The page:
“And after all is said and done,” she added, “women were finally believed.”
Inside the courtroom, the judge thanked the jurors for their service, calling it an “extraordinarily difficult case.”
Prosecutors asked the judge that Cosby be sent to jail immediately and his bail revoked because he has a private plane and could pose a flight risk. The request prompted the first real outburst from Cosby in the course of the trial. According to the Associated Press, Cosby shouted: “He doesn’t have a plane, you asshole,” referring to a prosecutor. “I’m sick of him!”
The judge ultimately declined the prosecution’s request, citing Cosby’s age and poor health. Cosby is out on a $1 million bond and was forced to surrender his passport. Cosby will be sentenced at a later date, though his lawyers vowed to appeal.
“We don’t believe Mr. Cosby is guilty of anything,” lead defense attorney Tom Mesereau said.
Bill Cosby leaving to chorus of catcalls. “Rapist!” GUILTY on all three counts. pic.twitter.com/oFqR3AWBYz— Manuel Roig-Franzia (@RoigFranzia) April 26, 2018
Montgomery County District Attorney Kevin Steele, speaking with emotion during his press conference, credited the courage of Andrea Constand and the women who testified in the Cosby trial. “Nineteen [women] were willing to stand up with us in this prosecution,” Steele said. “We are humbled by the courage all of them showed. And we can’t help but applaud and celebrate the five witnesses that had a chance to face Bill Cosby in this case to tell the jury, to tell all of you, what he did to them.”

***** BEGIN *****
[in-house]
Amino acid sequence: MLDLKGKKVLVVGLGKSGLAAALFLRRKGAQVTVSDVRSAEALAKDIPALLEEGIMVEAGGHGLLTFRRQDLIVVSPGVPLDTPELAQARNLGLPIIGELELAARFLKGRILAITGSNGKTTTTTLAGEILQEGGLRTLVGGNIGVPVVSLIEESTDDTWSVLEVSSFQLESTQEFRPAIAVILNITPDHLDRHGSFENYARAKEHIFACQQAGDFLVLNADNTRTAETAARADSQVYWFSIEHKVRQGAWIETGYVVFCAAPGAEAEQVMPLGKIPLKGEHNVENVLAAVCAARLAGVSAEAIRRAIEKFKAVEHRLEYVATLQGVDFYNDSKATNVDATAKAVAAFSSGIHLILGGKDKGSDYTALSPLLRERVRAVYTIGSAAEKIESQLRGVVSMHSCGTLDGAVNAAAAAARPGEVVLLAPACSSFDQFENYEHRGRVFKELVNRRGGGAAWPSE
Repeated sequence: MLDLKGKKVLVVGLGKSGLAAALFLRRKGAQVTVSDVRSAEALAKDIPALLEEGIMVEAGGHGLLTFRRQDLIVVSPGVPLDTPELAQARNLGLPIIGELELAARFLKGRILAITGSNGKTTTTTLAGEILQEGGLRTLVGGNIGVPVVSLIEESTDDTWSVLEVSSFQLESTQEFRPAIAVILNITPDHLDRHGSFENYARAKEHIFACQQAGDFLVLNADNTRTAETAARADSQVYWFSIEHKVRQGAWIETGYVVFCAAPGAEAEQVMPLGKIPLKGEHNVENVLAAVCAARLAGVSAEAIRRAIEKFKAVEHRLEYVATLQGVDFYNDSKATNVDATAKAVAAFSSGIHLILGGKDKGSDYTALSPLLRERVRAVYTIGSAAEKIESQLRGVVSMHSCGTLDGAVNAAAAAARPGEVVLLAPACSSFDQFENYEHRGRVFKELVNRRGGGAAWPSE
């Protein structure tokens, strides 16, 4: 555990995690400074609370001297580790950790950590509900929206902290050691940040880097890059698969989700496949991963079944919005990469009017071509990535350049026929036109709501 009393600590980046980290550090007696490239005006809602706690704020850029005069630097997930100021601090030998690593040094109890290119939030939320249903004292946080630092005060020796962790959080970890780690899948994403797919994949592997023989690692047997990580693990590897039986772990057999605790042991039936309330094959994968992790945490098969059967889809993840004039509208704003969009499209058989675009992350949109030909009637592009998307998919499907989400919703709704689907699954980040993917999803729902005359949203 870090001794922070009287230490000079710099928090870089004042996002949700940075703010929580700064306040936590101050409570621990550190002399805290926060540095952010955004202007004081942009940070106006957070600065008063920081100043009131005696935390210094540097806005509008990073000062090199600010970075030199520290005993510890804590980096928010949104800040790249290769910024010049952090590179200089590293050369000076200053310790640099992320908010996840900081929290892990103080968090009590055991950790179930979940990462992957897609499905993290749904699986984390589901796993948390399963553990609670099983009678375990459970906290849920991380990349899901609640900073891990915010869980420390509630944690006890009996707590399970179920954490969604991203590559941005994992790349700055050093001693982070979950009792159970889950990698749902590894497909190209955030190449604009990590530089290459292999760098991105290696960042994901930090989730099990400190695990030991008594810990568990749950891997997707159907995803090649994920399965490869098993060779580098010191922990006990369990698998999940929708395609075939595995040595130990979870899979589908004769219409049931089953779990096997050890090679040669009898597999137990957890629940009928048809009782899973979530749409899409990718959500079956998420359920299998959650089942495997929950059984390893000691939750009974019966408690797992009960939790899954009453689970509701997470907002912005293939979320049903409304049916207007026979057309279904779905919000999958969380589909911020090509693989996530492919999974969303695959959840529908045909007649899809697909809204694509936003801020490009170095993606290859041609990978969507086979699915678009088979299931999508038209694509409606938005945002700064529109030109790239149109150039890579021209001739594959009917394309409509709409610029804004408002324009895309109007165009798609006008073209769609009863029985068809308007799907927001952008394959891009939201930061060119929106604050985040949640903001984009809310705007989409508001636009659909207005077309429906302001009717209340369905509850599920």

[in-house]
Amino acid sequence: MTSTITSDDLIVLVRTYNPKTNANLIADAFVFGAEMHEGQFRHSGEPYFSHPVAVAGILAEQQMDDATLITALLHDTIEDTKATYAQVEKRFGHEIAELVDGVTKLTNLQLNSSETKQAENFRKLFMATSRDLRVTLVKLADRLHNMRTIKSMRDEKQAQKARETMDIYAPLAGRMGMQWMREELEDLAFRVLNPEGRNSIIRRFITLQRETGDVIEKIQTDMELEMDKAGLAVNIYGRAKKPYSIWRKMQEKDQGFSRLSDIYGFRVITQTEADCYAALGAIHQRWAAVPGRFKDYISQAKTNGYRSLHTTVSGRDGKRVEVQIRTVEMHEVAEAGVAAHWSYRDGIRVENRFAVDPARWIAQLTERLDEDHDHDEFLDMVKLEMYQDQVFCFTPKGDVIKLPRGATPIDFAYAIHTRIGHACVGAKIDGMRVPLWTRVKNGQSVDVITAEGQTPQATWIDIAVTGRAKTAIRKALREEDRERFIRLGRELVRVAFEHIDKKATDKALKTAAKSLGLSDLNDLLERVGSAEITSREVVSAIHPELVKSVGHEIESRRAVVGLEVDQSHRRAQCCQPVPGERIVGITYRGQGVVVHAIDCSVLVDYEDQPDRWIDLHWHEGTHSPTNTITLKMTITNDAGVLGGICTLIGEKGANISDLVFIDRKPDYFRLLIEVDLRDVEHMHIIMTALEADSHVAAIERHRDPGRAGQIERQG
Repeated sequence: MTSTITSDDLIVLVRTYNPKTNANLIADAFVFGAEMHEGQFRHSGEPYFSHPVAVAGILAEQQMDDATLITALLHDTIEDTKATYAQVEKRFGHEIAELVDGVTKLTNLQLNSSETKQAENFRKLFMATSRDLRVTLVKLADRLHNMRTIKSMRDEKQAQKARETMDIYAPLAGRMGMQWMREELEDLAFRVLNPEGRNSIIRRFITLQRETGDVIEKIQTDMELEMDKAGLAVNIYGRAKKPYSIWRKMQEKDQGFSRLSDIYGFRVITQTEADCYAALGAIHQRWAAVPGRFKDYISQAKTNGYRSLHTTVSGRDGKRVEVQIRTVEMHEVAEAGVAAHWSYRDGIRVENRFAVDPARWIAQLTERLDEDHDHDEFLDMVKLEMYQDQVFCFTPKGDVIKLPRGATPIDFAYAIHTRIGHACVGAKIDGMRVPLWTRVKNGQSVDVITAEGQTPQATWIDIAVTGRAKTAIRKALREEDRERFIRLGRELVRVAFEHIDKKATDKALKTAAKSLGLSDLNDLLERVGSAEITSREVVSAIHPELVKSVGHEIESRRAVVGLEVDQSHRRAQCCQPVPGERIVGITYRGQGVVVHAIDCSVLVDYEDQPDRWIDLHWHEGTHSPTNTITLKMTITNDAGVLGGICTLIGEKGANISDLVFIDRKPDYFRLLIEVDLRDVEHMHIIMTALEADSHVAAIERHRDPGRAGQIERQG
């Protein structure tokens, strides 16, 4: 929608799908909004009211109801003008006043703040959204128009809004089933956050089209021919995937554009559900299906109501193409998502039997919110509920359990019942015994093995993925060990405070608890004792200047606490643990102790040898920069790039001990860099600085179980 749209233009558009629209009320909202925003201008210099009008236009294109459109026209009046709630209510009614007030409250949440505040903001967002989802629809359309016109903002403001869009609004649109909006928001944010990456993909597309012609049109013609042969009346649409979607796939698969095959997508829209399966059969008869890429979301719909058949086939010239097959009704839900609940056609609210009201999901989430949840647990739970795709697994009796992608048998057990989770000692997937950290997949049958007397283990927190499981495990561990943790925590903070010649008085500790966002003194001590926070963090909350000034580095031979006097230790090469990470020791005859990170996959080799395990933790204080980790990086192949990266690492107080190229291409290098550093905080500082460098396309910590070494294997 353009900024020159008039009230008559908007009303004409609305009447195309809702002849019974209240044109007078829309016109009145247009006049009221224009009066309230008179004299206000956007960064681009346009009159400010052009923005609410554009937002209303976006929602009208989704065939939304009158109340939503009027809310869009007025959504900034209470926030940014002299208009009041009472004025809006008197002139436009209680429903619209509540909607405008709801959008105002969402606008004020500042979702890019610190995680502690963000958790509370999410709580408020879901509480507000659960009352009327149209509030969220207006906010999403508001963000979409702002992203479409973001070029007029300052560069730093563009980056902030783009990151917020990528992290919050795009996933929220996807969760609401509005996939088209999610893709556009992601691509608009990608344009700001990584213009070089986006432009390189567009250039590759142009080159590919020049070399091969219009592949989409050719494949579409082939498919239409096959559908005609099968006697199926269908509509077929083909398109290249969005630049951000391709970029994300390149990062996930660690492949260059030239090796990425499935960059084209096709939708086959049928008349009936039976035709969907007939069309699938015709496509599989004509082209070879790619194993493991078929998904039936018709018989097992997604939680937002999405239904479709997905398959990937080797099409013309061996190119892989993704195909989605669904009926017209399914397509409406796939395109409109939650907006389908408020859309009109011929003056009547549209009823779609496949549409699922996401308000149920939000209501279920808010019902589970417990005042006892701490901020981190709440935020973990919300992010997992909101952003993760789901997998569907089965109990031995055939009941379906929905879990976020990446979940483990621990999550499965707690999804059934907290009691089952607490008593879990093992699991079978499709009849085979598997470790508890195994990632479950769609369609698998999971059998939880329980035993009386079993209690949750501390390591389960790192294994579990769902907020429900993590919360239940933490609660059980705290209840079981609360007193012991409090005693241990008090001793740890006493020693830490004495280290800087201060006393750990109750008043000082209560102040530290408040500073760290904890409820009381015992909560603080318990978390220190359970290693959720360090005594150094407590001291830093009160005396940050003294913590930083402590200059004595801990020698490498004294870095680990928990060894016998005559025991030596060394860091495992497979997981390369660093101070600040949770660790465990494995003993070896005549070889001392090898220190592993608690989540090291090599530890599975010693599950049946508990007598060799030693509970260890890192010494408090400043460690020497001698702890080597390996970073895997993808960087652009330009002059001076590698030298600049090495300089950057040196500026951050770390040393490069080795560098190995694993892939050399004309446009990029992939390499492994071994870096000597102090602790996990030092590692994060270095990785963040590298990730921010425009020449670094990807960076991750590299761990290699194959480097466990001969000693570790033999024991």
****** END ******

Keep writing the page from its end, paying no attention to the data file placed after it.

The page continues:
Cosby was on trial for drugging and assaulting a woman in 2004
Andrea Constand, a former Temple University employee, met Cosby in 2002, when she worked as the director of operations for the women’s basketball team. (Cosby, a former Temple student, served on the university’s board of trustees.) Constand said she considered Cosby, then in his 60s, a mentor. In January 2004 at Cosby’s home, she said, he gave her three blue pills that he told her would help to relieve stress. She took them and became unfocused and confused. She said she passed out on the couch.
“I felt Mr. Cosby on the couch behind me, and my vagina was being penetrated quite forcefully, and I felt my breasts being touched,” Constand testified. She said she was too weak to fight Cosby off: “I wanted it to stop,” she said. “I couldn’t say anything. I was trying to get my hands to move, my legs to move, and the message just wasn’t getting there.”